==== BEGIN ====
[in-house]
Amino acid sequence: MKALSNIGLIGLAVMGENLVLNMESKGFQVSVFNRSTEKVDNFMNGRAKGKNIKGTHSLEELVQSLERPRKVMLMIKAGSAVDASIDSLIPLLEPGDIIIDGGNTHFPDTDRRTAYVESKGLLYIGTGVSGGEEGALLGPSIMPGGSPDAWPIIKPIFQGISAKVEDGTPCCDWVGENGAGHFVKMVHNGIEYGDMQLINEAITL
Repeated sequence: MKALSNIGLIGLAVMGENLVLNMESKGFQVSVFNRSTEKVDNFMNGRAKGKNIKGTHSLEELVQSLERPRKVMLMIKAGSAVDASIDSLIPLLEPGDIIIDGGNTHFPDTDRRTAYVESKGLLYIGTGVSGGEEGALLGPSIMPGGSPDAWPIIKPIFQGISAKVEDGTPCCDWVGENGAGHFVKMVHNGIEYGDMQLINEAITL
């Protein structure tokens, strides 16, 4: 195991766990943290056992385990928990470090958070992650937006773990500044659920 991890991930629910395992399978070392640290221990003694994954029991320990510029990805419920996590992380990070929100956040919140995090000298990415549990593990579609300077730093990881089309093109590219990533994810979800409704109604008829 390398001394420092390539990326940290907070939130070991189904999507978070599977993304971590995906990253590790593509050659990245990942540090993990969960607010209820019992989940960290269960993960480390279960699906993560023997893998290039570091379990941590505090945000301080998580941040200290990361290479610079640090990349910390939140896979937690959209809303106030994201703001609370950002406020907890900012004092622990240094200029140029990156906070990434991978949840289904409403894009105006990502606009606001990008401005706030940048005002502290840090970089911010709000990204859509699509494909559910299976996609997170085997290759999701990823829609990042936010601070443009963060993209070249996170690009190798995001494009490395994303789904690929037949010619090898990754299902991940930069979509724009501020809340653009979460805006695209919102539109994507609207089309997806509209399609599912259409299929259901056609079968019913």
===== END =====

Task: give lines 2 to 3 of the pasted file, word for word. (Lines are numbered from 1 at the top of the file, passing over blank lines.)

Amino acid sequence: MKALSNIGLIGLAVMGENLVLNMESKGFQVSVFNRSTEKVDNFMNGRAKGKNIKGTHSLEELVQSLERPRKVMLMIKAGSAVDASIDSLIPLLEPGDIIIDGGNTHFPDTDRRTAYVESKGLLYIGTGVSGGEEGALLGPSIMPGGSPDAWPIIKPIFQGISAKVEDGTPCCDWVGENGAGHFVKMVHNGIEYGDMQLINEAITL
Repeated sequence: MKALSNIGLIGLAVMGENLVLNMESKGFQVSVFNRSTEKVDNFMNGRAKGKNIKGTHSLEELVQSLERPRKVMLMIKAGSAVDASIDSLIPLLEPGDIIIDGGNTHFPDTDRRTAYVESKGLLYIGTGVSGGEEGALLGPSIMPGGSPDAWPIIKPIFQGISAKVEDGTPCCDWVGENGAGHFVKMVHNGIEYGDMQLINEAITL